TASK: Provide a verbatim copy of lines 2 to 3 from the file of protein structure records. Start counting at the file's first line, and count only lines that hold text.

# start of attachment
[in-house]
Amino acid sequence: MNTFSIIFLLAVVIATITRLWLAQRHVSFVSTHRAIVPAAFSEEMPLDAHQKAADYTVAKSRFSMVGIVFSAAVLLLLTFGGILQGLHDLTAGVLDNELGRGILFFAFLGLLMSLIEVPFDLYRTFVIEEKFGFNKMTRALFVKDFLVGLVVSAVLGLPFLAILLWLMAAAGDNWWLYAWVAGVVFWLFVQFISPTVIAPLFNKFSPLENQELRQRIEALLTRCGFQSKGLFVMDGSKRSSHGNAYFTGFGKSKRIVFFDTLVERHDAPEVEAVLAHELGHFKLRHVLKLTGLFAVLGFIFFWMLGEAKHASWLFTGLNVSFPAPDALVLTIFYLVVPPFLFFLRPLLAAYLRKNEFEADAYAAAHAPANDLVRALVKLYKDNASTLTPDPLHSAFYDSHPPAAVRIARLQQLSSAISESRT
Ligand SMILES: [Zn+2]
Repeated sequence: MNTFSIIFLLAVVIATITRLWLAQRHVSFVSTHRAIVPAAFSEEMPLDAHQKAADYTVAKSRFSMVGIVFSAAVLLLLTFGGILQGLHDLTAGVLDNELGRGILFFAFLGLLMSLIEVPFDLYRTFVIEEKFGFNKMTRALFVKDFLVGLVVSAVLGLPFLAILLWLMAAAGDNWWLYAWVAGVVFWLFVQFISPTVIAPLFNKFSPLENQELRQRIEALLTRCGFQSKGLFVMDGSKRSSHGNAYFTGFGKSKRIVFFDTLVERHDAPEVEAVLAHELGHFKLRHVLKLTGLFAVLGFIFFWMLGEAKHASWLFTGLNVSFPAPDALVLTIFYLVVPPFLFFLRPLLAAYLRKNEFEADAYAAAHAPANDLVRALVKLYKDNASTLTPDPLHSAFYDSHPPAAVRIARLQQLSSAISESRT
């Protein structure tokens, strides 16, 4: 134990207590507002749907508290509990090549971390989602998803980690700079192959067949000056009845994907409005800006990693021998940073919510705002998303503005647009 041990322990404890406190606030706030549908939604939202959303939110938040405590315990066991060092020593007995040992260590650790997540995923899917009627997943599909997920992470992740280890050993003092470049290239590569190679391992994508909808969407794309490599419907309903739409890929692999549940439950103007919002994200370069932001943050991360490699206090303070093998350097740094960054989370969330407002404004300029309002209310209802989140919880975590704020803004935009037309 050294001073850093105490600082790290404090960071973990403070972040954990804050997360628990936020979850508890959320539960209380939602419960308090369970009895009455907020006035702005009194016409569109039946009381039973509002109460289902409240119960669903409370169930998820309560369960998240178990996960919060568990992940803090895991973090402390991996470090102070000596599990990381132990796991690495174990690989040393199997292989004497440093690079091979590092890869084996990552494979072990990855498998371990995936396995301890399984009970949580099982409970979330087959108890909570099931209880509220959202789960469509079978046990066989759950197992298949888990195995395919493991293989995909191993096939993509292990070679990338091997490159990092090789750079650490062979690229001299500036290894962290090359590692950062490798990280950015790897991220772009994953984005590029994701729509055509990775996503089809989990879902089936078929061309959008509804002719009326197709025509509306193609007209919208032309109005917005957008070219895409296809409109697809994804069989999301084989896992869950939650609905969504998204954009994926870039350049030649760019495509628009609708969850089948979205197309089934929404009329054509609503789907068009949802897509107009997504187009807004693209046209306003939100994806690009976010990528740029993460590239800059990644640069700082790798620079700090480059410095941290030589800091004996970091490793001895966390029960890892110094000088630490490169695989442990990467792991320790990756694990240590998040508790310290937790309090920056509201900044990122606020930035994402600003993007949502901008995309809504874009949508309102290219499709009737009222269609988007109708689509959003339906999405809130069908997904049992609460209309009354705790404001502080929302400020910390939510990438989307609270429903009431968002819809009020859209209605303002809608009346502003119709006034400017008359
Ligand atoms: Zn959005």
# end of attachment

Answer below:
Amino acid sequence: MNTFSIIFLLAVVIATITRLWLAQRHVSFVSTHRAIVPAAFSEEMPLDAHQKAADYTVAKSRFSMVGIVFSAAVLLLLTFGGILQGLHDLTAGVLDNELGRGILFFAFLGLLMSLIEVPFDLYRTFVIEEKFGFNKMTRALFVKDFLVGLVVSAVLGLPFLAILLWLMAAAGDNWWLYAWVAGVVFWLFVQFISPTVIAPLFNKFSPLENQELRQRIEALLTRCGFQSKGLFVMDGSKRSSHGNAYFTGFGKSKRIVFFDTLVERHDAPEVEAVLAHELGHFKLRHVLKLTGLFAVLGFIFFWMLGEAKHASWLFTGLNVSFPAPDALVLTIFYLVVPPFLFFLRPLLAAYLRKNEFEADAYAAAHAPANDLVRALVKLYKDNASTLTPDPLHSAFYDSHPPAAVRIARLQQLSSAISESRT
Ligand SMILES: [Zn+2]